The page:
The dominance of unorganized retail in India is the biggest roadblock for Wal-Mart’s growth in the country. Even if the retailer expands its network adequately and creates sufficient visibility, it will have a tough time in attracting customers due to the prevalent perception that retail chains are more expensive than local stores. The most common perception among a number of Indian consumers is that a smaller store can offer cheaper products due to its lower operating expenses. Also, buyers prefer shopping at local stores for fresh food items since they maintain a very small inventory of such items, which is replenished frequently.
FDI Rules may be Threatening for Wal-Mart’s Price Leadership
Although the Indian government bent its FDI rules in 2012, allowing foreign retailers to raise their stake to 51% in an Indian company, it came with certain rules and regulations. The most significant of the lot was that foreign companies were required to source at least 30% of their raw material from small and medium enterprises in the country, whose investment capital was more than $1 million.  Although the government later raised the investment threshold to $2 million, it made little difference for Wal-Mart. 
The retail giant’s success story is centered on its ability to offer lowest prices in the market. It has been able to do so by identifying the most suitable vendors and squeezing the best price out of them. Since Wal-Mart will be required to source 30% of its inventory from small and medium Indian companies, it would not have much freedom in choosing its vendors. This can have a mitigating impact on its strong negotiating power, which can hamper its price leadership position.
Location of Stores will be an Issue
A traditional Wal-Mart store in the U.S. is located on the outskirts of a town due to its large size and lack of sufficient space within a city. This operating model has worked well so far given that U.S. buyers prefer infrequent stock up trips, and thus they have no problem in driving up to a Wal-Mart store. However, Indians are used to visiting grocery stores almost daily, and hence location of the store becomes crucial. If Wal-Mart follows the same strategy of opening large stores outside cities in India, buyers will be discouraged by the idea of traveling far. On the flipside, buying a large space within a city might not be conducive for the retailer given the significant amount of capital involved. Rising population in metropolitan areas has resulted in shortage of space, which has led to substantial rise in real estate prices.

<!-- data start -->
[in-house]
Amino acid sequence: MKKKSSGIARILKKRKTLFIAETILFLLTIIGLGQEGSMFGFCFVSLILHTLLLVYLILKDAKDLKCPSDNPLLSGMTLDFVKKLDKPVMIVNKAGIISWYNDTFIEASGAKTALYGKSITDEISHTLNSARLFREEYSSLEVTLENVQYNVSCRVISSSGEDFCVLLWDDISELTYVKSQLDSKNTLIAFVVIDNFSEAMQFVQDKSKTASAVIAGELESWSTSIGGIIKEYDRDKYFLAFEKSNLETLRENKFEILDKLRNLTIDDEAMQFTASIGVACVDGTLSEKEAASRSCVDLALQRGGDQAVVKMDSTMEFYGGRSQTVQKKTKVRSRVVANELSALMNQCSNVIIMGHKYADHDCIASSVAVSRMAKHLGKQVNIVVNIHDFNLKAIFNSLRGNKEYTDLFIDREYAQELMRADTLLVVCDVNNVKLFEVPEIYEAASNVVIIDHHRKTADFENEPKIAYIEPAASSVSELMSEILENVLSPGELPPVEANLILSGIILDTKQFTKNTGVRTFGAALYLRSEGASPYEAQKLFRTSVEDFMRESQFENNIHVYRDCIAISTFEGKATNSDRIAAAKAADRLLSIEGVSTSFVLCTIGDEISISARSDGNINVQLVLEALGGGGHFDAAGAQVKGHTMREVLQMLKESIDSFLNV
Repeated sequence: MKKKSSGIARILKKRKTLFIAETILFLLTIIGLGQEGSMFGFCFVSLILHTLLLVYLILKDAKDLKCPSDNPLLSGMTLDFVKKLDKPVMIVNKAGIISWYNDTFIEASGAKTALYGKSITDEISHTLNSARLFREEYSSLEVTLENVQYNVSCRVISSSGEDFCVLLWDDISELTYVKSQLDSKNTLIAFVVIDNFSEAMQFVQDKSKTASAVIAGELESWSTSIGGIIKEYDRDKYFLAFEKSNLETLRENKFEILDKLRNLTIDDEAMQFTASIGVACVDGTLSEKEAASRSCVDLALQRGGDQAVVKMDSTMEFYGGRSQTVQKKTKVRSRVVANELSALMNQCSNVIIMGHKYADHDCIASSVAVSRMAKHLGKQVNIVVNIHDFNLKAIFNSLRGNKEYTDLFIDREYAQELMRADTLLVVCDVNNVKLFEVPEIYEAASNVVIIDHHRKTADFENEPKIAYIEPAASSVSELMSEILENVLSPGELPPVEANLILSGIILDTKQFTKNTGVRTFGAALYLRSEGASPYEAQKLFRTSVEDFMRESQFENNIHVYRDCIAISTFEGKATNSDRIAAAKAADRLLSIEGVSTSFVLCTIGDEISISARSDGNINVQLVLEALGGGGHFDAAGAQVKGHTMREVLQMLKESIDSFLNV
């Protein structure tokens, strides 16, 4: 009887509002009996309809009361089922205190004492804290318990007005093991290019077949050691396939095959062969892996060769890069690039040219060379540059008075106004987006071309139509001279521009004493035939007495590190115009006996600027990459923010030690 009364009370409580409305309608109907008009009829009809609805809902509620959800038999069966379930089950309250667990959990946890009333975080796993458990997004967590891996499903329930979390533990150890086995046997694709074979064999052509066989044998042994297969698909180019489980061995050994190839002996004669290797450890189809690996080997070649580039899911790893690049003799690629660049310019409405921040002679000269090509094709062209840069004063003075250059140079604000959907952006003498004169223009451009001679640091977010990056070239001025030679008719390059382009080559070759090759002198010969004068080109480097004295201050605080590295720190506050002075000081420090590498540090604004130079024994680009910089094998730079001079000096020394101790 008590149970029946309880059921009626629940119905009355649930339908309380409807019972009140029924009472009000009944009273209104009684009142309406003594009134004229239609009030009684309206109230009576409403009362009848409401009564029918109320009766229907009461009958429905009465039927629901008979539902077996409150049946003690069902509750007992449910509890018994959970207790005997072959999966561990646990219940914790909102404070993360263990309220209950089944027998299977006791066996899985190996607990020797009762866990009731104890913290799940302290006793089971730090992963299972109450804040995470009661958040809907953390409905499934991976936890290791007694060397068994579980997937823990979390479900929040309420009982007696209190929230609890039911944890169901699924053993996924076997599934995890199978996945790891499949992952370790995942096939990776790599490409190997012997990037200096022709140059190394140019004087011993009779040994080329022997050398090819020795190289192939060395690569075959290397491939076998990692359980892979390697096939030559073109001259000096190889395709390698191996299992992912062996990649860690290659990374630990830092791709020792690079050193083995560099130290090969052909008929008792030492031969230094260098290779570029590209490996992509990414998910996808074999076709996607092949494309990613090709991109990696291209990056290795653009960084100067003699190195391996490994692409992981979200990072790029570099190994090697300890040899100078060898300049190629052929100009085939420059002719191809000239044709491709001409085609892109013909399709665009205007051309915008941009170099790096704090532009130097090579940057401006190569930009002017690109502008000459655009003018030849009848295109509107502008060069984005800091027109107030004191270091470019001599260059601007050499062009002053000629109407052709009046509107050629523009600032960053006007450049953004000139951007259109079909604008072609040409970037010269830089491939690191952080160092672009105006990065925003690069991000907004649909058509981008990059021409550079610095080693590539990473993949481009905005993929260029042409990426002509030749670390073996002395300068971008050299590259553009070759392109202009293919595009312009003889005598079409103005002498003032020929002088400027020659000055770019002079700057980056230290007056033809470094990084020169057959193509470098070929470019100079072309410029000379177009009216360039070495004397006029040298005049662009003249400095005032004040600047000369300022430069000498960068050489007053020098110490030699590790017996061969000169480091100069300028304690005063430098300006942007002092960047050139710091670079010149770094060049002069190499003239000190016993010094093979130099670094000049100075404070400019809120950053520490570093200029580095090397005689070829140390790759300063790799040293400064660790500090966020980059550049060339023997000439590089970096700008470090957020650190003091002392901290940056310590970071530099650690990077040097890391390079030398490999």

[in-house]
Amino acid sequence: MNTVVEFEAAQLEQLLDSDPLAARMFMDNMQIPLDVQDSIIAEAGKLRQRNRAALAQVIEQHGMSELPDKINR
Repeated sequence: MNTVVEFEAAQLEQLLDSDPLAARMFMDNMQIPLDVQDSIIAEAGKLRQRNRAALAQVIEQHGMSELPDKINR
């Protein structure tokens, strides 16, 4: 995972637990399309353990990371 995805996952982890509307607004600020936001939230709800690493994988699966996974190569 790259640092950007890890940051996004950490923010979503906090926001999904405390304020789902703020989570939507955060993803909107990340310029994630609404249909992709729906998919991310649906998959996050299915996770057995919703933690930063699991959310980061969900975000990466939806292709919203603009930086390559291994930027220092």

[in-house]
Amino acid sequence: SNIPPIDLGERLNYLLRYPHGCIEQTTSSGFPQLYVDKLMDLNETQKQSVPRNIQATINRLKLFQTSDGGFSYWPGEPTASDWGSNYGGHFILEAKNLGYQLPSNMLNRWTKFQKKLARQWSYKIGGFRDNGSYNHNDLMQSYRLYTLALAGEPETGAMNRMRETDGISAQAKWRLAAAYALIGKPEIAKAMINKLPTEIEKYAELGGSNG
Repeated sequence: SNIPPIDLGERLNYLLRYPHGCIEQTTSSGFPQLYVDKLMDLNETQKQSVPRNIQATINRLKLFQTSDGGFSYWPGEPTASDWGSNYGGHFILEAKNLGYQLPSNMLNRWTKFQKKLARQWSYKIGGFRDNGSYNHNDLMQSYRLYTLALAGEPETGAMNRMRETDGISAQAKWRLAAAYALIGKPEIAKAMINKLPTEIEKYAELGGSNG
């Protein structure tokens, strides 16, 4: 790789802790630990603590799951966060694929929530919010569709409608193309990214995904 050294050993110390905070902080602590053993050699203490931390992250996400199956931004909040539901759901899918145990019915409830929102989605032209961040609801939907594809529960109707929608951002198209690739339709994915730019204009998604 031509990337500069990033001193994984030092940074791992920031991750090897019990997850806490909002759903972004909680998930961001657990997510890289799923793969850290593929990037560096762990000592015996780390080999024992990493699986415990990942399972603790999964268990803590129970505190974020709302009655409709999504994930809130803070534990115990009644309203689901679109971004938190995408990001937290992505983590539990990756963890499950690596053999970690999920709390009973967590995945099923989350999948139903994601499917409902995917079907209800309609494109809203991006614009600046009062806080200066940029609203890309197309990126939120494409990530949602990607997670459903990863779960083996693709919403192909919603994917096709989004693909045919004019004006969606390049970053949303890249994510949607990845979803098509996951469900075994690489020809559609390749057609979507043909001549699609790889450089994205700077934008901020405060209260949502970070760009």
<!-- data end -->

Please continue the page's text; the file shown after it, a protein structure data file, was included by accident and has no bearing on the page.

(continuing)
For India, Wal-Mart’s Express format might be more lucrative than its typical large supercenters. The company can open them at convenient locations within metropolitan cities, where buyers are most likely to welcome a foreign retailer. However, such areas already have a decent presence of retail chains such as Easy Day, Reliance Fresh and Big Bazaar, who present a competitive threat for the retail giant.Notes:
- Wal-Mart adds $102.9 million in Indian wholesale business in June, Reuters, Jul 21 2014 [↩]
- Wal-Mart India launches B2B e-commerce platform, Wal-Mart India, Jul 1 2014 [↩]
- Wal-Mart, Bharti Enterprises call off Indian joint venture, Reuters, Oct 9 2013 [↩] [↩]
- Wal-Mart Still Faces Challenges in India, The Wall Street Journal, Oct 19 2013 [↩]
- Indian Retail Market, Deloitte, Jan 2013 [↩]
- FDI in retail: Why 30% local rule is 100% trouble for MNCs, The Economic Times, Sept 30 2012 [↩]
- FDI in retail: Is 30% local sourcing feasible? – YES, The Hindu, Oct 11 2013 [↩]